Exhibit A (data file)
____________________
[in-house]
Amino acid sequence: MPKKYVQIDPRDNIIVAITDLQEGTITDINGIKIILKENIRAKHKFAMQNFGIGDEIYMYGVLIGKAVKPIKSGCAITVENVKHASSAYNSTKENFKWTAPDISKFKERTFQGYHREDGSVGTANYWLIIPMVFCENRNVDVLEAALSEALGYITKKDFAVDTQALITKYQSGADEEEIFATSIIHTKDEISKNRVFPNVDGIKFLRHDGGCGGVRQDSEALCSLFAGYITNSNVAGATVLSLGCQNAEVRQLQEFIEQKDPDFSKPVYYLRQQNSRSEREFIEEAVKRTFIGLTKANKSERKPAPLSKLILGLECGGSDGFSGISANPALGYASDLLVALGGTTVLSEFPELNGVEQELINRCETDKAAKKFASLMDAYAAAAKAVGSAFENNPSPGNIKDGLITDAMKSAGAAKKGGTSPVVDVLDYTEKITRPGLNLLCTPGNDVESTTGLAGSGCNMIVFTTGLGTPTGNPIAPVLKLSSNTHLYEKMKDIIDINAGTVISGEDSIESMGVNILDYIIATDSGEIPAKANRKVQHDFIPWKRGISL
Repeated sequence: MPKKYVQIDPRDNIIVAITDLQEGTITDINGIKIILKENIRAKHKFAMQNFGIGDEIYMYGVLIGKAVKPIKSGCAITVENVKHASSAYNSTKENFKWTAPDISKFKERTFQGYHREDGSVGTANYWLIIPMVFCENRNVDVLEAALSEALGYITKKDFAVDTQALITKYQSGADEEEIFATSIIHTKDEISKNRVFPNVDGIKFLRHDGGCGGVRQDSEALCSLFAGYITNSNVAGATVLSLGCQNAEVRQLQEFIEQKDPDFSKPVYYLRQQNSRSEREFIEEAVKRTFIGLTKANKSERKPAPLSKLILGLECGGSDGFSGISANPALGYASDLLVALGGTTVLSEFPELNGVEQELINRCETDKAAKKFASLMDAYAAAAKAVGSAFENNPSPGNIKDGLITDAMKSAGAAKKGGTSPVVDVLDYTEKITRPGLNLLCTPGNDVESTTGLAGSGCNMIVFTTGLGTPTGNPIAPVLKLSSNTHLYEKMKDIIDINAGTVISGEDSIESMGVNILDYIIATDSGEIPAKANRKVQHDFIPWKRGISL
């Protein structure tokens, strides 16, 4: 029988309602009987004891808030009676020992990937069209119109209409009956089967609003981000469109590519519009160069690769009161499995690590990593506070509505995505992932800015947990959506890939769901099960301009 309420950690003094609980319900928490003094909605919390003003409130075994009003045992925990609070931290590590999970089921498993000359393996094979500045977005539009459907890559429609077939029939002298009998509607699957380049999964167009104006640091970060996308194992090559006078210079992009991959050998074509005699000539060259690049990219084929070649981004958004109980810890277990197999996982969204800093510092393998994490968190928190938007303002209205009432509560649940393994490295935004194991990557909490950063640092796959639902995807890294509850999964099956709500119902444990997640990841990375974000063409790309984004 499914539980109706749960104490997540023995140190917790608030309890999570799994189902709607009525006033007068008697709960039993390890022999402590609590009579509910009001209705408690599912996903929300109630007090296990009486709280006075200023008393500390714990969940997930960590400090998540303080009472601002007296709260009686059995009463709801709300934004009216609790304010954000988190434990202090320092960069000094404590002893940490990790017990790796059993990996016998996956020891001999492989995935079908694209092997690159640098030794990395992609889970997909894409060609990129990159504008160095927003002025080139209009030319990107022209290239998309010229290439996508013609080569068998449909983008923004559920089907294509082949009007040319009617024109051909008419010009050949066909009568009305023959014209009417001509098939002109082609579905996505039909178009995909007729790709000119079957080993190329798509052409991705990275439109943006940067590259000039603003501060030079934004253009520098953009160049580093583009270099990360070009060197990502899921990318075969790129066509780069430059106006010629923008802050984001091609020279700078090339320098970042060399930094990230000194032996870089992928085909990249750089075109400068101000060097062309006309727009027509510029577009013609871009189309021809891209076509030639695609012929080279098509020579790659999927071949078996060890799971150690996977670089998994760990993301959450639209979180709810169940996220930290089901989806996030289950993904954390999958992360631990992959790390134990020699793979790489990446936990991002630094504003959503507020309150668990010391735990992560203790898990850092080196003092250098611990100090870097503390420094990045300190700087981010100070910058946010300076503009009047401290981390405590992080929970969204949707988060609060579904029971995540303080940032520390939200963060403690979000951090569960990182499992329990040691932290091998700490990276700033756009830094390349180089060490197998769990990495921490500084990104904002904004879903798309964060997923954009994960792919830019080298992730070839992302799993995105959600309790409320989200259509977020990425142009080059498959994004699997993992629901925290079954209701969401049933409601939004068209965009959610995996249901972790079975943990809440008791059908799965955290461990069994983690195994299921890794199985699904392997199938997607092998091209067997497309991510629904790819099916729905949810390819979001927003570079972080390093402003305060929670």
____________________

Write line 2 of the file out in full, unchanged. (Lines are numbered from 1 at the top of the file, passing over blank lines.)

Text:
Amino acid sequence: MPKKYVQIDPRDNIIVAITDLQEGTITDINGIKIILKENIRAKHKFAMQNFGIGDEIYMYGVLIGKAVKPIKSGCAITVENVKHASSAYNSTKENFKWTAPDISKFKERTFQGYHREDGSVGTANYWLIIPMVFCENRNVDVLEAALSEALGYITKKDFAVDTQALITKYQSGADEEEIFATSIIHTKDEISKNRVFPNVDGIKFLRHDGGCGGVRQDSEALCSLFAGYITNSNVAGATVLSLGCQNAEVRQLQEFIEQKDPDFSKPVYYLRQQNSRSEREFIEEAVKRTFIGLTKANKSERKPAPLSKLILGLECGGSDGFSGISANPALGYASDLLVALGGTTVLSEFPELNGVEQELINRCETDKAAKKFASLMDAYAAAAKAVGSAFENNPSPGNIKDGLITDAMKSAGAAKKGGTSPVVDVLDYTEKITRPGLNLLCTPGNDVESTTGLAGSGCNMIVFTTGLGTPTGNPIAPVLKLSSNTHLYEKMKDIIDINAGTVISGEDSIESMGVNILDYIIATDSGEIPAKANRKVQHDFIPWKRGISL